A more remote and flexible workforce could potentially lead to better work-life balance if supported in the right ways by employers. Currently, two-thirds of employees say that they enjoy the new autonomy given to them. However, half of respondents were not happy with their current work-life balance during lockdown. (3)

Companies need to adapt and address the challenges of physical and mental wellbeing. This could be by making sure home ‘office’ set-ups are safe and ergonomic, providing remote mental health support, and finding creative ways to retain a “team spirit” to avoid feelings of isolation. Supporting your remote workforce in new and creative ways is key.

How can you design work to make life better for your teams?

Making climate change a priority
Covid-19 has helped us to see how vulnerable our global economy and supply chains are to external shocks such as climate change. If you want to reduce future disruptions to your business, now is the time to gear your business towards long-term resilience.

A key starting point is to manage your emissions, committing to science-based targets and a NetZero strategy. Companies also need to understand the risks and opportunities that climate change will bring to their business. Setting up a committee to consider how physical changes, legislation, changing markets and customer needs related to climate change will affect your business is a great way to improve business resilience. This is mandatory for listed companies by 2021.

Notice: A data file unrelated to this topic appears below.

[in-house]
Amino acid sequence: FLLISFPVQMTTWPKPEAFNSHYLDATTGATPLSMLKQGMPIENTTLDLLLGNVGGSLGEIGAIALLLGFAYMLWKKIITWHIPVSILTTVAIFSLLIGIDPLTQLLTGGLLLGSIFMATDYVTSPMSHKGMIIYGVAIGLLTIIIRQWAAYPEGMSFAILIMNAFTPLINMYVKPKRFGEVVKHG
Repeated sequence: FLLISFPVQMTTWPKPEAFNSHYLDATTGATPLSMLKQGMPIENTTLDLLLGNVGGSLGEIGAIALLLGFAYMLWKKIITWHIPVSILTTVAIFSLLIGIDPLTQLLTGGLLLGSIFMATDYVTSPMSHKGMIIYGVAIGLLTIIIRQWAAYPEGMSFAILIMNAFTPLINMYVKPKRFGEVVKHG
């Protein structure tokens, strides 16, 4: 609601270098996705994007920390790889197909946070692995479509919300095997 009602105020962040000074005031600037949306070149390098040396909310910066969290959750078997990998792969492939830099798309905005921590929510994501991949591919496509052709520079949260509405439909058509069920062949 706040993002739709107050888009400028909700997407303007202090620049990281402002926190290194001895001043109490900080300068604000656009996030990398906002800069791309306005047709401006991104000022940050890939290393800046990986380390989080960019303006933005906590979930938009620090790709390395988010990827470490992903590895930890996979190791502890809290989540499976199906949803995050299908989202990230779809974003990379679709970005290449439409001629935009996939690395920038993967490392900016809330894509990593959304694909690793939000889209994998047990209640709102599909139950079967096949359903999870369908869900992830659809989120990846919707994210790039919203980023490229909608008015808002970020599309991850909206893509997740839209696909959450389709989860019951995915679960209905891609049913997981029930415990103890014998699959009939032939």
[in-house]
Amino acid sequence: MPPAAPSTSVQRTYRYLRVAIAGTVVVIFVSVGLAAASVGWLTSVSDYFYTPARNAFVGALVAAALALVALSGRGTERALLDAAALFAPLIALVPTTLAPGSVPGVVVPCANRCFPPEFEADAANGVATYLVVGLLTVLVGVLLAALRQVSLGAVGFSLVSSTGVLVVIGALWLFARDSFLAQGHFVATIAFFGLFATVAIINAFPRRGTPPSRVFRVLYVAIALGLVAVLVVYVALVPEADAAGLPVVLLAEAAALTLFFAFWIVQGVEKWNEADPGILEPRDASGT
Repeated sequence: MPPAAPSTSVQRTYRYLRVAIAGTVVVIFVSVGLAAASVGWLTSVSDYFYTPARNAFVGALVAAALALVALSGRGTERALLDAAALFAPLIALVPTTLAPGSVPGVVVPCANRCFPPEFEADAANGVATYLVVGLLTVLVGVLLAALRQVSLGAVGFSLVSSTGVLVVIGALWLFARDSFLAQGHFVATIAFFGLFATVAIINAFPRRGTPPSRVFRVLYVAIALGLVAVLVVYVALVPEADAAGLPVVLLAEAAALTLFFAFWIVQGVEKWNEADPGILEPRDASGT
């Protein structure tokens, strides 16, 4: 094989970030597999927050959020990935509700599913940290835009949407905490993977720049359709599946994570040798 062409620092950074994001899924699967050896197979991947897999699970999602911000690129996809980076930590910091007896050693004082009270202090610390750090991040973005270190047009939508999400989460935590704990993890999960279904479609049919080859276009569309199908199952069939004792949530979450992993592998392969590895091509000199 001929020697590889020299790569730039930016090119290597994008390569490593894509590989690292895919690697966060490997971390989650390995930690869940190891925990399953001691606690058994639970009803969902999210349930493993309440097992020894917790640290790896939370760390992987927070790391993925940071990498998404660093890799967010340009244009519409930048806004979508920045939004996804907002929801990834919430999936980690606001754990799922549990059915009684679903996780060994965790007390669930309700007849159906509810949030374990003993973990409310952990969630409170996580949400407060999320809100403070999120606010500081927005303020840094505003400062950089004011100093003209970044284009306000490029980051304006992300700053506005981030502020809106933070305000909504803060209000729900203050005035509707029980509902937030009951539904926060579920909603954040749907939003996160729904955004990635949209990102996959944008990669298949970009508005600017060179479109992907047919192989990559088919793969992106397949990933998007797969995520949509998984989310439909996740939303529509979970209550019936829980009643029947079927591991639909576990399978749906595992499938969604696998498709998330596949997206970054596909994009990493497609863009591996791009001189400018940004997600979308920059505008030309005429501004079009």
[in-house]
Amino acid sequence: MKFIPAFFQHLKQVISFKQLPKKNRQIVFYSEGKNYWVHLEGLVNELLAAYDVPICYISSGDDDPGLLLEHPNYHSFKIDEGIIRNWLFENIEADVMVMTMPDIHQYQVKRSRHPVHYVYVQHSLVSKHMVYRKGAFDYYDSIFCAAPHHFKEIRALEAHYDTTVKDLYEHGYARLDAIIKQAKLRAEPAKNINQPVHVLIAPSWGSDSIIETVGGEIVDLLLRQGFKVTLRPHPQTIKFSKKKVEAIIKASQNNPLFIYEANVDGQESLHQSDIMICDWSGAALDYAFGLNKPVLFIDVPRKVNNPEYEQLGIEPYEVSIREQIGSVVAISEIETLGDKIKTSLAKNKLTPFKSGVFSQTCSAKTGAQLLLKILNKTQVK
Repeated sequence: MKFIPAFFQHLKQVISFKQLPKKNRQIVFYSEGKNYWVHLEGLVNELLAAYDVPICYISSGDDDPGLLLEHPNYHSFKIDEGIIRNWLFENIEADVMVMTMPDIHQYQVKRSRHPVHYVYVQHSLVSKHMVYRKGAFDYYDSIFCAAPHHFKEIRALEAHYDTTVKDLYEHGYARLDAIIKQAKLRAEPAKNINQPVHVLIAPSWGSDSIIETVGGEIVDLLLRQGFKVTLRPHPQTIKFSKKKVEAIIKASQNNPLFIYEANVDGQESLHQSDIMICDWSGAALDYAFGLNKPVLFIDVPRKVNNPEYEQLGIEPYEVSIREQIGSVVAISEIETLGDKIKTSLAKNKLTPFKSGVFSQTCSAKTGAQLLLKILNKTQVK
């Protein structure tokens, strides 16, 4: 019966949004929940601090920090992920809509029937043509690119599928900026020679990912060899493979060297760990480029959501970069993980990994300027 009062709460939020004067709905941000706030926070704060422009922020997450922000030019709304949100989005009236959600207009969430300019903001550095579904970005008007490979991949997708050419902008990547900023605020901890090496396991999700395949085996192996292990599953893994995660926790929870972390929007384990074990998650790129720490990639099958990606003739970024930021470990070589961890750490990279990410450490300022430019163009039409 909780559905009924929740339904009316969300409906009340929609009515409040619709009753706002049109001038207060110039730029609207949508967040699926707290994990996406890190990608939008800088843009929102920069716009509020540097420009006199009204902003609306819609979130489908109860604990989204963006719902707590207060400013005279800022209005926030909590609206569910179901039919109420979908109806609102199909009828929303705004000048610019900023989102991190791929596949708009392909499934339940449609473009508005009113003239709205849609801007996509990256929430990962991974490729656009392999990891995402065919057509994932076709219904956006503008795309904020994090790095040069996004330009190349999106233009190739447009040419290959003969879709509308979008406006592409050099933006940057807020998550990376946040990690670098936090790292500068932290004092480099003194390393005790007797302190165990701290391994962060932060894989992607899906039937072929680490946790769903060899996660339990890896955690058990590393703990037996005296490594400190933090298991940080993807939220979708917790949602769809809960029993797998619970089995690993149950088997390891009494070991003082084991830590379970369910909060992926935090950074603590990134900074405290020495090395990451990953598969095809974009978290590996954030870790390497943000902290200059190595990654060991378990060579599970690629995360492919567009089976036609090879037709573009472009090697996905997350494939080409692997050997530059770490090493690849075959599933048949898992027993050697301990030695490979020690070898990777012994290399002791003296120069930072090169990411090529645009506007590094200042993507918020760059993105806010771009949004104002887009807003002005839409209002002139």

The Taskforce on Climate related Financial Disclosures (TCFD) have produced excellent guidance on managing climate-related risks and opportunities, along with free e-learning resources.

We’ve seen what cleaner cities look like - let’s keep them.
The lockdown has seen significant improvements in air quality and our towns and cities are quieter with more space for people and nature. This is an opportunity that is worth seizing and companies with high-profile impacts on the environment will have lost their license to operate if they get stuck in a business-as-usual mode.

What should you do to reduce your impact on air quality?

Communities matter and businesses can play a huge part in challenging social issues
Successful businesses are mindful of their people and the communities in which they work. An important part of a robust sustainability strategy is to go beyond philanthropy and staff volunteering, and take action where possible to address systemic challenges.

Inequality, diversity, and inclusion are three of the most important social challenges we face. Leading companies are taking action within their own operations, during the hiring process, and in their communities to ensure that talented people have equal access to opportunities and development.

Monitoring and reporting on diversity is an important first step, and diversity training and mentoring programmes for staff can help to address diversity issues within businesses. The gender pay gap legislation and the Hampton Alexander Review has brought the issue of gender squarely into the boardroom.

Recruitment is also a key area for action, and redesigning recruitment processes to minimise the impact of unconscious bias and exclusion has helped to improve inclusion. Often the issues are systemic, and leading companies are taking action to address diversity and inclusion within their communities. This can be directly, by supporting school, university and community initiatives to provide opportunities for excluded groups, or indirectly, by providing financial support to initiatives.

Whilst Covid-19 has led to business disruption, now is the time to restructure and build sustainability and social impact into your business strategy to secure a more sustainable and resilient future.

 

Now is the time to get your sustainability strategy in order. Contact us to find out how we can help